Saliva is essential for our overall health, especially that of the mouth and digestive system. While producing too much saliva usually is not a bad thing, producing too little can be uncomfortable and lead to oral health concerns. Some artificial saliva-like products can provide some relief from a condition called “dry mouth,” but nothing compares to the real deal. This substance is special for many different reasons, and you may be surprised to learn some of these fun and interesting facts about saliva.
#1: A Bathtub or Two
Most adults generate about two to three pints of saliva every day, which adds up to a considerable amount over time. The average person can produce enough saliva to fill up to two bathtubs every year! To make sure you are creating enough saliva to maintain optimal oral health, drink at least eight glasses of water daily.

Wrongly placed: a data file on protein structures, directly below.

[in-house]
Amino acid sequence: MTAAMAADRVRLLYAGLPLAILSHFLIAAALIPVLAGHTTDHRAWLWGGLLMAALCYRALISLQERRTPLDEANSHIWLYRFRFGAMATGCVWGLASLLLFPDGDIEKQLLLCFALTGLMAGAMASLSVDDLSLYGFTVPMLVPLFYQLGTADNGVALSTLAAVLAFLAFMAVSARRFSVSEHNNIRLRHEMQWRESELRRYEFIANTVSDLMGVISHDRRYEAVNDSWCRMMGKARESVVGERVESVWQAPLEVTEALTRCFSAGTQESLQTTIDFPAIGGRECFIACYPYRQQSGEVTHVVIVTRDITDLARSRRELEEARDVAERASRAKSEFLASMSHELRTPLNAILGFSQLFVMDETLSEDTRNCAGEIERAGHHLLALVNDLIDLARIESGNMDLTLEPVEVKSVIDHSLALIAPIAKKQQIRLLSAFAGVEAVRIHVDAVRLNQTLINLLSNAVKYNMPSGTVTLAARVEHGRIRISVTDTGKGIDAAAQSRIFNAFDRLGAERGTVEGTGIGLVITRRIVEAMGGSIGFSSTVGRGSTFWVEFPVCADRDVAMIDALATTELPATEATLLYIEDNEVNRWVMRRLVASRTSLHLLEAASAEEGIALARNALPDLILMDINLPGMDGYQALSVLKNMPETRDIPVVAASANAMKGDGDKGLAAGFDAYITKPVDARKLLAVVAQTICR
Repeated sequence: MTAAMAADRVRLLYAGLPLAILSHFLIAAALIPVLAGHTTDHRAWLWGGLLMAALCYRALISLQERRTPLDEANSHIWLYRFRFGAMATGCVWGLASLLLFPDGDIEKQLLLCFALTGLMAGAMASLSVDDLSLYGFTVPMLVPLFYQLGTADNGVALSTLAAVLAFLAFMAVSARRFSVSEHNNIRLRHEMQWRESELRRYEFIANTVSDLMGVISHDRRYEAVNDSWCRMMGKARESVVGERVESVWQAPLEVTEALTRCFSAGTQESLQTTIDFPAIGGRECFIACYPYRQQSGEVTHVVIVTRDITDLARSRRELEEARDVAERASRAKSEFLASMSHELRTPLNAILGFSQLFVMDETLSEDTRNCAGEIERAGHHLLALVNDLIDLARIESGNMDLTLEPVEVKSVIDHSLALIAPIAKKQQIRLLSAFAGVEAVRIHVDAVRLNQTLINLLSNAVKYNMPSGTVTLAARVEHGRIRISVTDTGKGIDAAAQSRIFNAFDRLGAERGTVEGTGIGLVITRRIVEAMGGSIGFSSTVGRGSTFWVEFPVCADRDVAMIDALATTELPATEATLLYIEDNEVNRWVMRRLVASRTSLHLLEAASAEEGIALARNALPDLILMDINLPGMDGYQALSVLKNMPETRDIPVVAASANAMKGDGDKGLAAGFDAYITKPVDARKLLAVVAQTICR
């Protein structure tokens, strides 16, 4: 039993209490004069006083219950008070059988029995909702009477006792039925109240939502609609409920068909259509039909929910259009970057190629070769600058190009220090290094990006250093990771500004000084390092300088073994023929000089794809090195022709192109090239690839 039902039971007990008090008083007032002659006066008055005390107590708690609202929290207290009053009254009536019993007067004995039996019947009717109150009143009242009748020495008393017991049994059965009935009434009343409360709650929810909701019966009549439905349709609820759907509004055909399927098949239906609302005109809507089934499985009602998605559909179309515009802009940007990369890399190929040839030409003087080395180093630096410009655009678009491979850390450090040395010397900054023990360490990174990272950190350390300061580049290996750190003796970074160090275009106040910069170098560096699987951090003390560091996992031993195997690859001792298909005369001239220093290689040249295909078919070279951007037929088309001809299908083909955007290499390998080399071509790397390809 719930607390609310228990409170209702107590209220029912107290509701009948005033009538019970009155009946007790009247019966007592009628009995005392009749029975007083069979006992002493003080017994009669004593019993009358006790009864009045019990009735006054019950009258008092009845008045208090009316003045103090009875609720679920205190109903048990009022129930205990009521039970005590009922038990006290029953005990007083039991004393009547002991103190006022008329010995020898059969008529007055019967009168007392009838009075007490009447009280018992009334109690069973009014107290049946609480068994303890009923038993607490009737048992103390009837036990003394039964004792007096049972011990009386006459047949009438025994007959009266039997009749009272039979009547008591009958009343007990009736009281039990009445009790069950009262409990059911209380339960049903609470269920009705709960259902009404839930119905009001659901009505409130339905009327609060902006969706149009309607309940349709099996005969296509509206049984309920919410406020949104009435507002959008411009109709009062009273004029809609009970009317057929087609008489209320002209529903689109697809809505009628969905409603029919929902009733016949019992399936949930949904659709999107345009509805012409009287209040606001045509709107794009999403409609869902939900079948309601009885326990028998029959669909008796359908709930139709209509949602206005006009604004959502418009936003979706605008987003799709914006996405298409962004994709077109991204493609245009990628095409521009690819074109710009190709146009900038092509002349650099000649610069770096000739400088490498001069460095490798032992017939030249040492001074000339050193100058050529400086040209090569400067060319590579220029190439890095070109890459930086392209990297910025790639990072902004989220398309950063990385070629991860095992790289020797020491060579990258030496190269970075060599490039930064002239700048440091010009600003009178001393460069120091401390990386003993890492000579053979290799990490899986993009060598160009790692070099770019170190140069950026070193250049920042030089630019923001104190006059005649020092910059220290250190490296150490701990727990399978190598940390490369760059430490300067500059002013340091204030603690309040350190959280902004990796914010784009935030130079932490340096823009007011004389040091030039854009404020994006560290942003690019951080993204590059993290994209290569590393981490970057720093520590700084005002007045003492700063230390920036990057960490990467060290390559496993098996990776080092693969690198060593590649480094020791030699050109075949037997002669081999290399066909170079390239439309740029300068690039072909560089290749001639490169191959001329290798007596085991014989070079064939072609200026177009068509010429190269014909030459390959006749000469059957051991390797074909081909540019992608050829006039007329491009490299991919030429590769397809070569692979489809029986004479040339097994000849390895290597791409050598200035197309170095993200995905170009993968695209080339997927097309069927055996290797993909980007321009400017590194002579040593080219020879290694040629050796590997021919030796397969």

#2: Built-In Tooth Protection
The mucins in saliva lubricate the teeth, which can help protect them from the effects of bacteria and acidic foods. Enjoying sugar-free gum or hard candies can boost saliva production and protect your teeth. Saliva creates a barrier between the teeth and harmful factors reduces the risk of developing cavities and enamel corrosion.
#3: The First Step of the Digestion Process
While we understand that the bulk of digestion occurs in the stomach and intestines, the process actually begins in the mouth. Saliva contains enzymes that kick-start digestion by breaking down food, specifically starch and fat, as we chew. It also moistens the food for comfortable swallowing.
#4: Not Just Water
It may seem like a basic liquid, but saliva is complex. Although it is mostly made up of water, it contains components that fight oral bacteria buildup and help prevent bad breath, which is also known as “halitosis.” Saliva even contains a full sample of your DNA, including information about genetic disorders and gene sequencing.
#5: Where Is It Coming From?
Saliva is produced by the salivary glands, which are located throughout the mouth. There are salivary glands in the cheeks, close to the front of the mouth, under the tongue, and at the back of the throat. If you experience pain or swelling near these areas, be sure to schedule an appointment with your dentist to check for salivary stones or other related conditions.